Sudden Sniffing Death Syndrome Kills With One Puff

Freon found in air conditioners was the inhalant of choice for Amber Suri Talley, a 17-year old from Lexington, N.C.

She had been using for approximately six months when one hit stopped her heart — she was later found dead from cardiac arrest and asphyxiation, the garbage bag used to keep in the fumes still covering her face.
This sudden and tragic death, known as Sudden Sniffing Death Syndrome, can occur even with a teen's first time sniffing.

One in five students in the United States has used an inhalant to get
high by the time he or she reaches eighth grade, according to the NIPC.

Sniffing is particularly popular in younger teens because it is so
readily available. Markers, whip cream cans, glues, spray paint, air
fresheners and butane cooking spray are just a few of the more than a
thousand products that can be used to get high by sniffing.Unfortunately, younger teens are also the most affected by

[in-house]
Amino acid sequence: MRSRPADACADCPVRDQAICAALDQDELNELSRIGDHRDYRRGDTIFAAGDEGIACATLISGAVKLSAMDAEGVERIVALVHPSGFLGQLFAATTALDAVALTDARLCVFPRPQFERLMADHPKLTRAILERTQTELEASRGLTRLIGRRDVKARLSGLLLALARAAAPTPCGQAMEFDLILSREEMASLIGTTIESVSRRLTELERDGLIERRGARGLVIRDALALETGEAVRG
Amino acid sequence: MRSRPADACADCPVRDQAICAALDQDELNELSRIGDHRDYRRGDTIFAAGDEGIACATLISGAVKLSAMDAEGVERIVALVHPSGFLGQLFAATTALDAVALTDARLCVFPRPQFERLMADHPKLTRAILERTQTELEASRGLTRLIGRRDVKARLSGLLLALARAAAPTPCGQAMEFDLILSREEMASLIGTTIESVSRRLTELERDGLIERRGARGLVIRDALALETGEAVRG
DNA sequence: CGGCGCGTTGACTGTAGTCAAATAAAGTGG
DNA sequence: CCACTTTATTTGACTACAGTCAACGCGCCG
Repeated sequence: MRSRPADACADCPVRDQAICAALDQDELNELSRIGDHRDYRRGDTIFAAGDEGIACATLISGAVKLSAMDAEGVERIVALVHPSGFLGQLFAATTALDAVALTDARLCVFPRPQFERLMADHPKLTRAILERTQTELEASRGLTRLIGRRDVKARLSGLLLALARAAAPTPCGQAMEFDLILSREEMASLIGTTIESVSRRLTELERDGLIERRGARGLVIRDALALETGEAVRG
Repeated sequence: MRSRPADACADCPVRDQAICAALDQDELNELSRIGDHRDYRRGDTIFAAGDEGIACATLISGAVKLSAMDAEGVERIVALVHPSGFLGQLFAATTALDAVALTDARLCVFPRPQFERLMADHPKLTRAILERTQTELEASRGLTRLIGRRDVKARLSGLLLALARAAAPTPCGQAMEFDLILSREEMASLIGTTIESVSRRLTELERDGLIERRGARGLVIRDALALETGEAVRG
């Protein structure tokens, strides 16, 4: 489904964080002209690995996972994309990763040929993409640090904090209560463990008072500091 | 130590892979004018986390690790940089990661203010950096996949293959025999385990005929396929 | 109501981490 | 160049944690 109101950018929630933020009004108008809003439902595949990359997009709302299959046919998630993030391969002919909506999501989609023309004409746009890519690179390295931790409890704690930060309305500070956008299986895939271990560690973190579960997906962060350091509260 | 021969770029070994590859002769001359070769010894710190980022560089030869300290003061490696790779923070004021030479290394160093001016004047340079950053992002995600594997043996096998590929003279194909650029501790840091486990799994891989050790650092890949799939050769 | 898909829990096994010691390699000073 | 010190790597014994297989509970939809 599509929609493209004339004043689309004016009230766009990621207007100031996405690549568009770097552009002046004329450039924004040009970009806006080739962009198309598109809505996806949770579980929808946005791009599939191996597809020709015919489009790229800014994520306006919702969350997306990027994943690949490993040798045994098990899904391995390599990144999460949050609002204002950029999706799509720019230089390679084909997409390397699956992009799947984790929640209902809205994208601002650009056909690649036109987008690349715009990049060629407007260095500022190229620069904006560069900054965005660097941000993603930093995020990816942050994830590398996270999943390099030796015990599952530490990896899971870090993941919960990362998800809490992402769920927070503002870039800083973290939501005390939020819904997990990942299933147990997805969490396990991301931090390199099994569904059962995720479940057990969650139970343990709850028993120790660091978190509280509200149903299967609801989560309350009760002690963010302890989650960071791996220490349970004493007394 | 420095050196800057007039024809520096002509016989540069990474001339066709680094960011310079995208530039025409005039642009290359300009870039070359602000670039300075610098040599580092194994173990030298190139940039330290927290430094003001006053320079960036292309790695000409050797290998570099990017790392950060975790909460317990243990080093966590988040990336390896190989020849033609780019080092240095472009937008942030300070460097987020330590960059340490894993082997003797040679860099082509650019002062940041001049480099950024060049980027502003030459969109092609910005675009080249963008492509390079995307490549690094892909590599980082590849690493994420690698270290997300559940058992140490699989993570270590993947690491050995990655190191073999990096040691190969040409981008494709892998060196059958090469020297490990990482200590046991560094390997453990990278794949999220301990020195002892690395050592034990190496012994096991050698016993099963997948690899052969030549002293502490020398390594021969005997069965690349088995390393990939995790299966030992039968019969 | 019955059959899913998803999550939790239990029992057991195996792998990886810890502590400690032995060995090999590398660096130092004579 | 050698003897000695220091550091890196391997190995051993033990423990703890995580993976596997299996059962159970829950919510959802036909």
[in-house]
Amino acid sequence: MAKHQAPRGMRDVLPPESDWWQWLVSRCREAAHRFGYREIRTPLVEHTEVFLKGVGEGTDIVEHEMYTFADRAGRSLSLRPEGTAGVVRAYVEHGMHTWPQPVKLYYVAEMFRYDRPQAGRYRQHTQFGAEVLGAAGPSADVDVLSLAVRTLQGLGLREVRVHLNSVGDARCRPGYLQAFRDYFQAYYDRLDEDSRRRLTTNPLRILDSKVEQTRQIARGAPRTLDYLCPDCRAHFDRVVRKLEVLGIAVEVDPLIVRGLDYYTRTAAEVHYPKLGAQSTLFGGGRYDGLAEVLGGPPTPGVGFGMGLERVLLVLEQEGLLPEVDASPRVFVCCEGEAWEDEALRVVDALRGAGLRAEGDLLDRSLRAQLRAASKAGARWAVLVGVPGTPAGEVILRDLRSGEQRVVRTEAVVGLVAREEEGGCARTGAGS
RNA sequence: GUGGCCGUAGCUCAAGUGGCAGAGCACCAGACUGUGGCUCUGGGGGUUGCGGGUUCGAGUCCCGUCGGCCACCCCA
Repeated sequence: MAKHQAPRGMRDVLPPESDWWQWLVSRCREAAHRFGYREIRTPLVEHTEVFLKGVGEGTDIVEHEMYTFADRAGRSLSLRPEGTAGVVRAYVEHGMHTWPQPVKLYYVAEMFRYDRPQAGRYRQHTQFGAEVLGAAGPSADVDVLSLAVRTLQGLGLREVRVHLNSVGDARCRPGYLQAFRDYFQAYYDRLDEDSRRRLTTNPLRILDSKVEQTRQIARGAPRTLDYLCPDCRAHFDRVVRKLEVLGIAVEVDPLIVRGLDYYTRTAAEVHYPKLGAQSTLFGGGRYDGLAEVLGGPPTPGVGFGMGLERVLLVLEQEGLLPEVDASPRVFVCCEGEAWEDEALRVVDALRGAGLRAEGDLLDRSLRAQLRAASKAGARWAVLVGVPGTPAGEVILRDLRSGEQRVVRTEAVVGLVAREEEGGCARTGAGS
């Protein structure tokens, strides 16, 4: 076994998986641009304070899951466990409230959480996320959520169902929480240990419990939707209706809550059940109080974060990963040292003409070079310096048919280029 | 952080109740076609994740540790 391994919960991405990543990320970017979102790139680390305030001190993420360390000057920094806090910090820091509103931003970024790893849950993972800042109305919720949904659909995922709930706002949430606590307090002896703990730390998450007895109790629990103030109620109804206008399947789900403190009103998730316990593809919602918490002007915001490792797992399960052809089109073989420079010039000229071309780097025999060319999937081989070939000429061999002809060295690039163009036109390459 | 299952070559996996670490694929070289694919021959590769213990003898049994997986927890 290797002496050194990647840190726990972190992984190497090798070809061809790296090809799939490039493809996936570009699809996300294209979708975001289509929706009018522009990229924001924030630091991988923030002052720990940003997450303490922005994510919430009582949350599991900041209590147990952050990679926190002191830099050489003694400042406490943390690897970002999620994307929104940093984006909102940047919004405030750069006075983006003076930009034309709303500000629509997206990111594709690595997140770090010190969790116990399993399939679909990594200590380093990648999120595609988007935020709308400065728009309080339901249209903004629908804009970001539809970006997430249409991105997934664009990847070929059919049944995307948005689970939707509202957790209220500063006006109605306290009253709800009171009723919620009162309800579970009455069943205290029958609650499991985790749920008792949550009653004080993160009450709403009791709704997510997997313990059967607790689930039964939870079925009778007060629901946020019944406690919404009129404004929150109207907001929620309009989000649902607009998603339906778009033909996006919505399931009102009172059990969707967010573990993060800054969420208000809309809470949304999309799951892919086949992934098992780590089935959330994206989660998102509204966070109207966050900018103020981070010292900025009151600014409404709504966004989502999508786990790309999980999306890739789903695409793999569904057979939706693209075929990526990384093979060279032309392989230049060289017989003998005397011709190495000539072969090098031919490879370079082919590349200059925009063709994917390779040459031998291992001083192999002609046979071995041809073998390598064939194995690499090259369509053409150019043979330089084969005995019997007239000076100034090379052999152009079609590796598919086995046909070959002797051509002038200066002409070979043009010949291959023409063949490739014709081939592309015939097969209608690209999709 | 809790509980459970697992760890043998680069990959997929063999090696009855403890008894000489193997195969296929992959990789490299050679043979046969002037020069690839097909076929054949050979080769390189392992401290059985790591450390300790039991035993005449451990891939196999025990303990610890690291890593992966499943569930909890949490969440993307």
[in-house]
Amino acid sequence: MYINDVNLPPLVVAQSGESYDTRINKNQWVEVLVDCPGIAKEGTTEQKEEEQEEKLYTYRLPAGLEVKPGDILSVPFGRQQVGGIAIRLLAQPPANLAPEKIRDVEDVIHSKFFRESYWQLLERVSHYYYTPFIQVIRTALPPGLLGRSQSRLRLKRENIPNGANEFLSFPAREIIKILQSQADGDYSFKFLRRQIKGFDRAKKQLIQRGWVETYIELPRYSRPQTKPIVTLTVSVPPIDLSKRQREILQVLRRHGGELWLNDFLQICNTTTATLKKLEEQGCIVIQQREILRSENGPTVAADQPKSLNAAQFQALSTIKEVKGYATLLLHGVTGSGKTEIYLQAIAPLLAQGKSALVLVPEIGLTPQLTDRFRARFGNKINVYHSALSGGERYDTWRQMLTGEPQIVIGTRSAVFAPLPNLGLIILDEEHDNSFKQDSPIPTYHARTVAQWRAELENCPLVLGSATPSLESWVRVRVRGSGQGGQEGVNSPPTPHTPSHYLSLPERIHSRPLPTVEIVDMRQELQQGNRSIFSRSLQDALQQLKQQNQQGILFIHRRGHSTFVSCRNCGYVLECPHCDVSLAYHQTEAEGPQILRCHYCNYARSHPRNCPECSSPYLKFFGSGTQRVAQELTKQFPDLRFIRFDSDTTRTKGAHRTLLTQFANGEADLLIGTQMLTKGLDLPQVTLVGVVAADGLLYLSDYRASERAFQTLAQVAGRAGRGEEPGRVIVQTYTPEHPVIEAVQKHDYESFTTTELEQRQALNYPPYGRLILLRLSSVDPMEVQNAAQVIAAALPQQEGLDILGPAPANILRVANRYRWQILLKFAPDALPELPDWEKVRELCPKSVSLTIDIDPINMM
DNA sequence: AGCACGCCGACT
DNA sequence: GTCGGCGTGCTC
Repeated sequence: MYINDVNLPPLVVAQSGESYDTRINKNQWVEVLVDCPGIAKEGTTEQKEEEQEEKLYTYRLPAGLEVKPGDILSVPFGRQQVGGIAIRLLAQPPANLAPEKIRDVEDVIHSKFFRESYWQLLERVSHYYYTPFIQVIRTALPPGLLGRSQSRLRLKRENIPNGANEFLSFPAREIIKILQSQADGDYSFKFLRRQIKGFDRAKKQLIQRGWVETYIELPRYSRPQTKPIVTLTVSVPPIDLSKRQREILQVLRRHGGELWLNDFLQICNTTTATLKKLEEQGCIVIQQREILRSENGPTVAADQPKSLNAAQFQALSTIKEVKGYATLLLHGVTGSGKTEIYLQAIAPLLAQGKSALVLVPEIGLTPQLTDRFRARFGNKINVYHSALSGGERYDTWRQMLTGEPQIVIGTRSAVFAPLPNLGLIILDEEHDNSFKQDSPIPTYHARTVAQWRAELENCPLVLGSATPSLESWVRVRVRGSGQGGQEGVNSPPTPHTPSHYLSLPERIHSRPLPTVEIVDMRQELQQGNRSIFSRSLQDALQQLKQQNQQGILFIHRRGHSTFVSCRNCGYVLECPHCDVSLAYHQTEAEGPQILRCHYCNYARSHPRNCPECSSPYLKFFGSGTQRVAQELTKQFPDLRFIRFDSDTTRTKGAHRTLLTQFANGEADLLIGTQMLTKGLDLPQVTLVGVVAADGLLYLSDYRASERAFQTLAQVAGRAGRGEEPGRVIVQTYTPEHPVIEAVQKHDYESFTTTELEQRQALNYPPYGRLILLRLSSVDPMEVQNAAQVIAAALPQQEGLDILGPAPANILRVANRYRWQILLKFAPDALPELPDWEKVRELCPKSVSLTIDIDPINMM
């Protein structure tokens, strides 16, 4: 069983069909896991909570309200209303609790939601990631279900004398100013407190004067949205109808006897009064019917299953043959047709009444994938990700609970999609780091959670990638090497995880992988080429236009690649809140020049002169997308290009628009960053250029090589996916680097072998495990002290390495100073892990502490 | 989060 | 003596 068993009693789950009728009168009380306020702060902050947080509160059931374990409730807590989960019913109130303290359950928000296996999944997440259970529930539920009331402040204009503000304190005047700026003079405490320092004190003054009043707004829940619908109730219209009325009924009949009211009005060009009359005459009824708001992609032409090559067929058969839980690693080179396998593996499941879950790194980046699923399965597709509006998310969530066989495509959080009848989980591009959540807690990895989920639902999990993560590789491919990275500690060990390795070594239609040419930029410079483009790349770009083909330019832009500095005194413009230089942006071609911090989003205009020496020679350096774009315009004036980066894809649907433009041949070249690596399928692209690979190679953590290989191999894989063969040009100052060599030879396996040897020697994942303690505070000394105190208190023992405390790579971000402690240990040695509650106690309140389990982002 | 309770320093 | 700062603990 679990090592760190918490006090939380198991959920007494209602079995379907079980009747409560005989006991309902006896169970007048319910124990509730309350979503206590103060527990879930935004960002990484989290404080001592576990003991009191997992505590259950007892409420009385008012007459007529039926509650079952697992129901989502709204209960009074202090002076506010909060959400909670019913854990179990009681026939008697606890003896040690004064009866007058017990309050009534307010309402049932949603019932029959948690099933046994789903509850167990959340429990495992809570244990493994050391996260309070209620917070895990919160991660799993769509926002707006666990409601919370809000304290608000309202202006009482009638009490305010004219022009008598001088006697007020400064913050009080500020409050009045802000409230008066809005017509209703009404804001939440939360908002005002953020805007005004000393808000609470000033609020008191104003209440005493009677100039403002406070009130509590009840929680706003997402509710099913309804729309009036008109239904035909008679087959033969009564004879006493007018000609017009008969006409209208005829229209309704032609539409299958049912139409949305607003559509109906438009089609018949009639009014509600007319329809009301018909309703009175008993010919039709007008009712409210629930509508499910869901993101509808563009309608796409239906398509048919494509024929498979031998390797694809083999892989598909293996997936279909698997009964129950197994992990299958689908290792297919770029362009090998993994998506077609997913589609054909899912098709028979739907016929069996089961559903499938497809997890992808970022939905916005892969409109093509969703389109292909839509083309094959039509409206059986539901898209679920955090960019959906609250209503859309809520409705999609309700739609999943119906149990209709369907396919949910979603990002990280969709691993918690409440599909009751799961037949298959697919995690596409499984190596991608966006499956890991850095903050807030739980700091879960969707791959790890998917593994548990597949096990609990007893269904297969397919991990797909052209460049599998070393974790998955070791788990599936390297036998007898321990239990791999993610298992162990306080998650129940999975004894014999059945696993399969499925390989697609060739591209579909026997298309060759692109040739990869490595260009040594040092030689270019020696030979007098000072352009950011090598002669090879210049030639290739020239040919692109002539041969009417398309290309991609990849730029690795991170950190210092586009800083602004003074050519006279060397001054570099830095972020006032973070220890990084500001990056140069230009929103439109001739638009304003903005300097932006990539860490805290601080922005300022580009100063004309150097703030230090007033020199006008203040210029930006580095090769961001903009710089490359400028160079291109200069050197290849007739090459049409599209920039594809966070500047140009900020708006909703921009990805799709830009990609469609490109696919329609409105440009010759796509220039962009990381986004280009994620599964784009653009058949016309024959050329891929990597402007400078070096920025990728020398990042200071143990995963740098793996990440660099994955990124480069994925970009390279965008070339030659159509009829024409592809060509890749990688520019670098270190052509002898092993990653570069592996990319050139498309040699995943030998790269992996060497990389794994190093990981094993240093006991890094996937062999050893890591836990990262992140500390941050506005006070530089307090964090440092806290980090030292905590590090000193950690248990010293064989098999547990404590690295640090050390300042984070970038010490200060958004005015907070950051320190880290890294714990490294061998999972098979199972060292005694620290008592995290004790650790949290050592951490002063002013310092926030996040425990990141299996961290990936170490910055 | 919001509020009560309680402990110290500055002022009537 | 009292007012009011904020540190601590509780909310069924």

using these toxic substances, said Dessa Bergen-Cico, assistant
professor in the department of Health and Wellness at Syracuse University.

"The tissue and mucus membrane in the nose and throat of younger teens
are very sensitive because they're growing," so when they inhale the
substances not only are they more subject to the effects, but they may
be more susceptible to long-term problems such as brain and organ
damage, and possibly cancer, she said.

Other long-term effects of huffing include damage to the heart, kidney, brain, liver and other organs.

"Brain and memory are the most affected," Caudle said. "You have
young people developing dementia, having hallucinations, walking into
things — not to mention feelings of agitation and anxiety and poor
judgment."

How to Know If Your Child Is Huffing

According to Bergen-Cico, the two key markers are physical evidence of use and behavioral changes.

Physical evidence would include finding empty aerosol containers, items
containing noxious fumes missing from the household, rags, plastic
bags, or strange stains or odors on teen's clothing.

Behavioral signs of use, she said, often mimic alcohol intoxication with slurred speech, glassy eyes, poor muscle coordination, nausea,
stumbling and/or dizziness. Mood changes are also common, and parents
may notice that their children aren't themselves